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Providing Insight
Into Climate Change
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Climate Science and Economics

Strong correlations between solar activity and climate indicate and the recent grand maximum of solar activity indicates that much of the warming of the 20th century was natural. Climate models do not include most natural climate change and they are now running much to hot. Bulk atmosphere temperature trends are 2.5 times the measurements. The CO2 induced warming from 2018 to 2100 may be only 0.6 °C. Some economic models of climate change fail to include benefits of warming and CO2 fertilization of plants. Cold kills 17 times as many as hot weather, so warming will reduce temperature related deaths. The Alberta climate plan will increase cumulative electricity costs to 2030 by $3.3 to $5.9 billion. Warming may benefit the world by US$ 3 trillion/yr by 2100.



Dark Green Money - the Big Green Funding Machine

Major private foundations use their wealth and power to influence social movements and governments to fund green programs and provide grants to environmental organizations. Foundation and government funding affects climate policy and promotes the thesis that Canada should undertake very costly measures to reduce greenhouse gas emissions. Two Canadian government agencies together spend $1.14 billion dollars per year on climate programs. United States foundations are spending more than U.S. $100 million per year to influence government climate policy and block Canadian resource development.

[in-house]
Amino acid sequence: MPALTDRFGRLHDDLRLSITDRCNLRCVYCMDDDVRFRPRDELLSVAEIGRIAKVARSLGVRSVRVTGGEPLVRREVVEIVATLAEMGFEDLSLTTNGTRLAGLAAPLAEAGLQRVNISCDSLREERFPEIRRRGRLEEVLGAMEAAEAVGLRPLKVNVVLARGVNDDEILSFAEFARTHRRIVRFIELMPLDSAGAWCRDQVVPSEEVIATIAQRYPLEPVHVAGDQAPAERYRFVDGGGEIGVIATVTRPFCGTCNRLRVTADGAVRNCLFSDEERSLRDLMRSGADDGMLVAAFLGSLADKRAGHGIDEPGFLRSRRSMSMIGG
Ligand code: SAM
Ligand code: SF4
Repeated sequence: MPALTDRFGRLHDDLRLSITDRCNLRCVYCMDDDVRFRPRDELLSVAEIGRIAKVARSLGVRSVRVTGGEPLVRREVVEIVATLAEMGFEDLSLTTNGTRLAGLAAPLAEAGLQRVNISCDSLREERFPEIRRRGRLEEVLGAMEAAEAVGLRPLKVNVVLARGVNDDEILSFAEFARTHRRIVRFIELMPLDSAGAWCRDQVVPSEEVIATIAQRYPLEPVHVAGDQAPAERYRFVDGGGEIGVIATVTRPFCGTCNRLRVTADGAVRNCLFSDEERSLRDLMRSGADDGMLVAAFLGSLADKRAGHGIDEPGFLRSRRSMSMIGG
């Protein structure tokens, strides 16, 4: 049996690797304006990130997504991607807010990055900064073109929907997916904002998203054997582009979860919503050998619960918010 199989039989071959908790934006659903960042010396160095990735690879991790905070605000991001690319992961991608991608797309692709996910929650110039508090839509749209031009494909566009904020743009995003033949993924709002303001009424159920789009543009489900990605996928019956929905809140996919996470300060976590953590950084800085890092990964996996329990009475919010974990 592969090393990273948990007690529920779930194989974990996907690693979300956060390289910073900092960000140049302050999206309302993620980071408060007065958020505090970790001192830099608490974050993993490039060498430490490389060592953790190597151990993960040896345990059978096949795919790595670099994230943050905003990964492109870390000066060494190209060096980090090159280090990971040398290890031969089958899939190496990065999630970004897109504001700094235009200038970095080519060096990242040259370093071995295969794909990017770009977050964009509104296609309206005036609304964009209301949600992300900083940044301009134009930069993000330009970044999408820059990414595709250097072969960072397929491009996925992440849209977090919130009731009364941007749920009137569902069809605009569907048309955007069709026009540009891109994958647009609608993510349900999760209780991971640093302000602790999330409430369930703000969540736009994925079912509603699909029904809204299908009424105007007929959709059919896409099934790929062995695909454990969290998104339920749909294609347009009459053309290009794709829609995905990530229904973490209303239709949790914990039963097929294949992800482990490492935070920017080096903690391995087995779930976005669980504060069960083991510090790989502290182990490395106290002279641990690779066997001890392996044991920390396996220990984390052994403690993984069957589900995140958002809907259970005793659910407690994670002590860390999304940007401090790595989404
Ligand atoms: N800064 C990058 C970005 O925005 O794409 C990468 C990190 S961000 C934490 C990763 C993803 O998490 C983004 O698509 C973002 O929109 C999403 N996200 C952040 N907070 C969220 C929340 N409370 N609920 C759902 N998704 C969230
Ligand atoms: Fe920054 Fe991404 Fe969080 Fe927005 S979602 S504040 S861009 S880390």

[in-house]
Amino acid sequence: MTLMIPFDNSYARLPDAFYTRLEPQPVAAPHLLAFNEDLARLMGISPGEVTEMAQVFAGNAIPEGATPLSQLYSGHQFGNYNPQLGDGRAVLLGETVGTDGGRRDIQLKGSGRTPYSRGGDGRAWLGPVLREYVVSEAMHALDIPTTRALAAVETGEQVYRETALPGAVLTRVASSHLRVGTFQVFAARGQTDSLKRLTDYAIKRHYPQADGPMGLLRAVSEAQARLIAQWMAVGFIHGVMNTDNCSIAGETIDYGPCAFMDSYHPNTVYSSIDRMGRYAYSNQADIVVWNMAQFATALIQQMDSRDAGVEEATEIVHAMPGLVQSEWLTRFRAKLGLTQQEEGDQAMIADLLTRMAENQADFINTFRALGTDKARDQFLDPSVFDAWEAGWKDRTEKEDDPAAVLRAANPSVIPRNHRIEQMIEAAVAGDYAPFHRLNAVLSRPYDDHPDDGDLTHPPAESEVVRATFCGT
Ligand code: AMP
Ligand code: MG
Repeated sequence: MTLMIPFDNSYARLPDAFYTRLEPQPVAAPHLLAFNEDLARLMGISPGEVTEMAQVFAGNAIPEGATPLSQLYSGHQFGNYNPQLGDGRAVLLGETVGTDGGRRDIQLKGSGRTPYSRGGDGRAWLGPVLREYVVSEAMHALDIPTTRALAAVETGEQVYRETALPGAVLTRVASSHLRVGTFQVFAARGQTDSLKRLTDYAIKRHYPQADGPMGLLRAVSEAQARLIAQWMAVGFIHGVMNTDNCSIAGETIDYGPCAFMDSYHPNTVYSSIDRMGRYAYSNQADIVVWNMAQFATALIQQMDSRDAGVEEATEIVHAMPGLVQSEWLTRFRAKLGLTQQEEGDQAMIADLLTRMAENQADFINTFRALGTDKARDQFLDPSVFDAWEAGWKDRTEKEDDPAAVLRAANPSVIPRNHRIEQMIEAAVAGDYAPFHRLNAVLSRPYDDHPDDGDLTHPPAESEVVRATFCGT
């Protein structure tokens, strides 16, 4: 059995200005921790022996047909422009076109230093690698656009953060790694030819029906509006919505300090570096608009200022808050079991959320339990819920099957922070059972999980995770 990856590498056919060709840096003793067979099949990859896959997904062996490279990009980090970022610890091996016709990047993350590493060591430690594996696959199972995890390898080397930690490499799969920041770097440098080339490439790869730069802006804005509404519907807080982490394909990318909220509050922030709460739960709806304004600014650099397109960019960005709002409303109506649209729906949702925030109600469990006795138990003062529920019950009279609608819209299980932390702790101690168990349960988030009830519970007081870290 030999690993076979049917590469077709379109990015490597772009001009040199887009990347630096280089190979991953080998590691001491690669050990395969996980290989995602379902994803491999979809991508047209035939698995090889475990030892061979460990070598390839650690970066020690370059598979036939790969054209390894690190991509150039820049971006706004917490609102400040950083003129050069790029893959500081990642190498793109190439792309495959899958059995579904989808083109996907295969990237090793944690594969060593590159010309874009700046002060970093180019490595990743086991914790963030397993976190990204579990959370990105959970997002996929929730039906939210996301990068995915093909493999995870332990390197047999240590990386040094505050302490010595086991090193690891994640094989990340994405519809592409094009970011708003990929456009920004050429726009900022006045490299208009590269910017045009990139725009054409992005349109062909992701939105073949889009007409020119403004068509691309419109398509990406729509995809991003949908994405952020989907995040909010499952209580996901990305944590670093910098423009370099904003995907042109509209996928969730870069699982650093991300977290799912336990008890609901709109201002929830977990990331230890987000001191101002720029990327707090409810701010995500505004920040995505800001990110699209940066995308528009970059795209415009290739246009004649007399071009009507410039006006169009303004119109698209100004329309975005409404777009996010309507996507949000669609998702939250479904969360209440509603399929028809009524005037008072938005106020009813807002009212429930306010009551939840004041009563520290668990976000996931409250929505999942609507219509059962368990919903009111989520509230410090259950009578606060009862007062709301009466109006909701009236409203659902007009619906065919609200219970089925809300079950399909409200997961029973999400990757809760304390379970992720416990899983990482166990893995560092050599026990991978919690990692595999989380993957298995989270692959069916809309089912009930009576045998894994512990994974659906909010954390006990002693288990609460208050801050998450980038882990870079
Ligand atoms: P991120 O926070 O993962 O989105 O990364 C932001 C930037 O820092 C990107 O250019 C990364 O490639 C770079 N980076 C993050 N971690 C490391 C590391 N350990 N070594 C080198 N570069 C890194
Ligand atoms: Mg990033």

The Economics of the IPCC’s Special Report on Limiting Temperatures to 1.5 °C

The Intergovernmental Panel on Climate Change (IPCC) published a special report (SR15) on the impacts of global warming of 1.5 °C above pre-industrial levels on October 8, 2018. The report says the cost of mitigating CO2 emissions in 2030 to meet the 1.5 °C target is about 880 US$/tCO2. Using a climate sensitivity based on observations including effects of natural climate change, urban warming and the best available economic model, the mitigation proposal will prevent a benefit of 8 $/tCO2, for a total loss of 888 $/tCO2 mitigated.



Calculating the “Social Cost” of CO2 Emissions Using FUND

The social cost of carbon dioxide (CO2) emissions (SCCO2) is defined as the social worldwide costs (net of benefits) of emitting one tonne of CO2 into the atmosphere. The estimated SCCO2 is used for doing cost-benefit calculations for proposed government regulations. Integrated assessment models are used to estimate the SCCO2 considering demographic and economic variables in addition to the physical climate system. The temperature responses in IAM approximately match complex climate models. One of the IAMs, FUND, is freely available. This article presents plots and tables that give some idea of what FUND does. Using a 3% discount rate FUND calculates net damages of US$8.3/tCO2 if the climate sensitivity is 3.5 °C, and US$4.4/tCO2 of net benefits if the climate sensitivity is 1.0 °C for emissions in 2010, in constant US$2016.



Examining the Social Cost and Benefit of Carbon Dioxide; Dr. Michaels

Climate scientist Patrick Michaels provided testimony before the U.S. House of Representatives Committee on Science, Space and Technology on February 28, 2017 about the Social Cost and Benefit of Carbon Dioxide (SCC). His testimony shows that the US Interagency Working Group (IWG) used too high and outdated estimates of climate sensitivity despite at least 16 new studies that show much lower values. Using more current values from empirical studies, the SCC in the DICE model falls by 30-50% and in the FUND model it falls by over 80%. The climate models over-warm the bulk atmosphere by a factor of 2.5. Two of the models used by the IWG do not contain the any significant benefits of CO2 fertilization or benefits of warming. The SCC would likely be negative if the models used parameters from the current scientific literature.




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